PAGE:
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Opinion: It may seem heartless, but we shouldn't fund an inquiry into religious-run homes

I shudder to imagine what those mothers and their beautiful babies went through. But we need to ask the difficult question: is this the correct use of funds that children living today so badly need?

Regina Bushell

AS SOMEONE WHO has loved and cared for hundreds of pre-school children for more than 35 years, I have strong reservations about the Government’s decision to establish an inquiry into the religious-run mother-and-baby homes.

I shudder to think of what those mothers and their beautiful babies must have gone through. I wonder how anyone, especially those who were supposed to care for them, stood by and watched them suffer, take their last breath and close their beautiful eyes for the last time.

The authorities and the government at the time closed their eyes to what they must have known was going on in the homes. May God forgive them because history never will.

How many millions of euros will it all cost?

We are now going to have an investigation to tell us what we know already; that there was a huge breach of trust by those in charge. How many millions of euros will it all cost to find out, or not find out, the full truth of what really happened?

Does that seem a heartless or insensitive point of view?

The horrific tragedies that befell thousands of mothers and their babies cannot be undone, and no investigation can change the past.

However, the Government, and in particular the Department of Children, should and need to focus their energy on the here and now, on our children who are alive today – some struggling with ill health, disabilities and learning difficulties.

For example, children in Government-funded preschool schemes who have additional needs and require specific support will be denied a fulfilling preschool experience due to lack of funding for special needs assistants. Why do the parents of children with special needs have to beg for what is their right? Or what about those children who are living in environments that are in no way suitable for their needs, such as deplorable refugee ‘homes’ where families have been living for years, denied their place in society?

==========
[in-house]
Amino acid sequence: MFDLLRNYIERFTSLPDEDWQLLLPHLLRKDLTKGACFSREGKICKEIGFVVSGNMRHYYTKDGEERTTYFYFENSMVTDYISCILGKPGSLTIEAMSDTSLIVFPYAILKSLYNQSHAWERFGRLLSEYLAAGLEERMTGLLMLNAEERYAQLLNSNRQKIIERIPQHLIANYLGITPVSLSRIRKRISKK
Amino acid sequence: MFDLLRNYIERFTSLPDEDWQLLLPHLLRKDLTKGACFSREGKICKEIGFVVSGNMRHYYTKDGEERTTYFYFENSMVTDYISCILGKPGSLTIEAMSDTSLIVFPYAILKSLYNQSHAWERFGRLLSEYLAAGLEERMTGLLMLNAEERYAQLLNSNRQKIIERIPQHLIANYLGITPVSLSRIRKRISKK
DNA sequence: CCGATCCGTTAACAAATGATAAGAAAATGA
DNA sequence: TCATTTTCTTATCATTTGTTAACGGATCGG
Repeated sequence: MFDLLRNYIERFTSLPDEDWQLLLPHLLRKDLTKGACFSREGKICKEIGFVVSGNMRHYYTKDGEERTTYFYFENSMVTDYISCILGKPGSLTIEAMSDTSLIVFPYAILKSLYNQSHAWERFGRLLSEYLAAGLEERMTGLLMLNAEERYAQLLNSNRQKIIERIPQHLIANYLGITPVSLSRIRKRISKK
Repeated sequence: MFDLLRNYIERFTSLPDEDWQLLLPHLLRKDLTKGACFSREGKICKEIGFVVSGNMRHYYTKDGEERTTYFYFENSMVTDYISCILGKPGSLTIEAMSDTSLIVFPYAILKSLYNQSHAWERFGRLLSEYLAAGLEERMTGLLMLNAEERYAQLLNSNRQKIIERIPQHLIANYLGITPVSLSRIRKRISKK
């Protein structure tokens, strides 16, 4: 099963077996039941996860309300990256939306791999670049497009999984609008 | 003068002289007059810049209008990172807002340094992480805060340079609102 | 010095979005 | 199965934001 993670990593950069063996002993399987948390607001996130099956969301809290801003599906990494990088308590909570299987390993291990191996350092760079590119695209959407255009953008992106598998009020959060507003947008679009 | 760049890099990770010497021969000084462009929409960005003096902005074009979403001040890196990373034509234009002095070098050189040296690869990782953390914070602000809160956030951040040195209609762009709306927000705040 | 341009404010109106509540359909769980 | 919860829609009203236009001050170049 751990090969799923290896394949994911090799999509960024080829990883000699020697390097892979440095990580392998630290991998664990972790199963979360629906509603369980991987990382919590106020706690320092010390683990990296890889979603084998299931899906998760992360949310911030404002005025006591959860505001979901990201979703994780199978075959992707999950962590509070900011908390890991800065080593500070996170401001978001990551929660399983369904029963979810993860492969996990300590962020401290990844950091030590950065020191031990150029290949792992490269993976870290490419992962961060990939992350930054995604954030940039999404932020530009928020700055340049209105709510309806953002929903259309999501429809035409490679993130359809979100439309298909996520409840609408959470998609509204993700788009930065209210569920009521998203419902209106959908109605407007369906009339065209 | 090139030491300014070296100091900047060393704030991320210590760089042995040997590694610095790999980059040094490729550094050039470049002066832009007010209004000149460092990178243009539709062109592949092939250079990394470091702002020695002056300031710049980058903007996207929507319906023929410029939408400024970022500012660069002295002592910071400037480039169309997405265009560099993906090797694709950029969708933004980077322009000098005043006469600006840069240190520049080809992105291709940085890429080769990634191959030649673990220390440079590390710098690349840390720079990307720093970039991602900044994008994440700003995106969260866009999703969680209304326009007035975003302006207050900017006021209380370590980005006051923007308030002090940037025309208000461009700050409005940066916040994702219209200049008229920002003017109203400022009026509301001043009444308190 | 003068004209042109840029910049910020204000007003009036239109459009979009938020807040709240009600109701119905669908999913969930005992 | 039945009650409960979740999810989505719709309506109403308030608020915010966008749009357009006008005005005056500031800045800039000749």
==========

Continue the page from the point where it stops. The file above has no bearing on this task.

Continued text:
We must ask the difficult question

Resources and funds that are currently available to the Department of Children will be deferred to investigate how such awful tragedies were allowed to happen in Ireland’s mother-and-baby homes. We should ask ourselves the difficult question – is this the correct use of funds that our children of today so badly need? How will history judge today’s Government officials and civil servants and their decision to put resources into confirming a history we cannot change while children living today are in need of basic resources?

I am asking the Minister for Children Charlie Flanagan to invest the resources available to him and his Department into improving the lives of today’s children. Please get it right and learn from previous mistakes. It is my firm belief that we should honour those mothers and babies who suffered terribly by cherishing our precious children of today, and doing what is right, now.

Regina Bushell is the founder and managing director of Grovelands Childcare.

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Regina Bushell

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